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PLoS One. 2010 May 18;5(5):e10693. doi: 10.1371/journal.pone.0010693.

Genetics and beyond--the transcriptome of human monocytes and disease susceptibility.

Author information

1
Medizinische Klinik und Poliklinik, Johannes-Gutenberg Universität Mainz, Mainz, Germany.

Abstract

BACKGROUND:

Variability of gene expression in human may link gene sequence variability and phenotypes; however, non-genetic variations, alone or in combination with genetics, may also influence expression traits and have a critical role in physiological and disease processes.

METHODOLOGY/PRINCIPAL FINDINGS:

To get better insight into the overall variability of gene expression, we assessed the transcriptome of circulating monocytes, a key cell involved in immunity-related diseases and atherosclerosis, in 1,490 unrelated individuals and investigated its association with >675,000 SNPs and 10 common cardiovascular risk factors. Out of 12,808 expressed genes, 2,745 expression quantitative trait loci were detected (P<5.78x10(-12)), most of them (90%) being cis-modulated. Extensive analyses showed that associations identified by genome-wide association studies of lipids, body mass index or blood pressure were rarely compatible with a mediation by monocyte expression level at the locus. At a study-wide level (P<3.9x10(-7)), 1,662 expression traits (13.0%) were significantly associated with at least one risk factor. Genome-wide interaction analyses suggested that genetic variability and risk factors mostly acted additively on gene expression. Because of the structure of correlation among expression traits, the variability of risk factors could be characterized by a limited set of independent gene expressions which may have biological and clinical relevance. For example expression traits associated with cigarette smoking were more strongly associated with carotid atherosclerosis than smoking itself.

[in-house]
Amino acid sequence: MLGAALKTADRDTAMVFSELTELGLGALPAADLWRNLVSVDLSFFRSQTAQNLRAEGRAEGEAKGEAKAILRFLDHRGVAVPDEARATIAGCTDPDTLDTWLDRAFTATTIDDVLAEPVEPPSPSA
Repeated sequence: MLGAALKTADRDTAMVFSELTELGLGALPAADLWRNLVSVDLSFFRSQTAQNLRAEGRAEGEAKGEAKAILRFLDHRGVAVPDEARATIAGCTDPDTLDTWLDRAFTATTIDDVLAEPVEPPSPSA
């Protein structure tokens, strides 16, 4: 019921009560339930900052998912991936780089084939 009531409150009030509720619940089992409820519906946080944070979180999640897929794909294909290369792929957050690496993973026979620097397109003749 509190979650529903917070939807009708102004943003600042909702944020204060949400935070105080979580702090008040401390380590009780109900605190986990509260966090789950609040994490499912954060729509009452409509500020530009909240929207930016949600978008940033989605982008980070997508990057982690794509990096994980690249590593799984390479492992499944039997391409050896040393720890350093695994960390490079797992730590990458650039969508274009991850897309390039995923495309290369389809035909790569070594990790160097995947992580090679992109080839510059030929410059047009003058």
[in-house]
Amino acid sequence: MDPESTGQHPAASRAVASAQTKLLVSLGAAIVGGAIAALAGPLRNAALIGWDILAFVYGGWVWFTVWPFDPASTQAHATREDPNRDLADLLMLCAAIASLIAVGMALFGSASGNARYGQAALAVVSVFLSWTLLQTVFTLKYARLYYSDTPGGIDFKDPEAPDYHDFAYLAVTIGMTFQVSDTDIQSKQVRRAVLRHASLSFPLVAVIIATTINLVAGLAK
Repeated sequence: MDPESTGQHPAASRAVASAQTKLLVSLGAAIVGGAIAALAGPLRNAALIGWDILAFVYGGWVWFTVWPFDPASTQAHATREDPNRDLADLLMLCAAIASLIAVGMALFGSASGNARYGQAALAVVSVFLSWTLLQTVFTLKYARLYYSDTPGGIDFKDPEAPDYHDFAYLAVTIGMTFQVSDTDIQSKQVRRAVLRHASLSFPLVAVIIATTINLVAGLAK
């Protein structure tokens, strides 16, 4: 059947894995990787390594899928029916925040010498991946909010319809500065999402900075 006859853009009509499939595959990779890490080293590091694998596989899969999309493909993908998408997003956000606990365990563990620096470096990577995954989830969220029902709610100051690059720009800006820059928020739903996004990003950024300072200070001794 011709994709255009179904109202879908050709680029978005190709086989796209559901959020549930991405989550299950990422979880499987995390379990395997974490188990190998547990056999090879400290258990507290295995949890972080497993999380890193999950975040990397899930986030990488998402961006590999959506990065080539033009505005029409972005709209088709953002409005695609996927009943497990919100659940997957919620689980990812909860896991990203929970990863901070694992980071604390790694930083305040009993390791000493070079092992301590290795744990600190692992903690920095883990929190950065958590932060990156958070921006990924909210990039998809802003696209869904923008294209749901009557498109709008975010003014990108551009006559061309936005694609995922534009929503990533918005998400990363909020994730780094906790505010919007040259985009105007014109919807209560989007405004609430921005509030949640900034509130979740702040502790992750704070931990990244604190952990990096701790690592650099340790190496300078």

CONCLUSIONS/SIGNIFICANCE:

This study demonstrates that the monocyte transcriptome is a potent integrator of genetic and non-genetic influences of relevance for disease pathophysiology and risk assessment.

PMID:
20502693
PMCID:
PMC2872668
DOI:
10.1371/journal.pone.0010693
[Indexed for MEDLINE]
Free PMC Article

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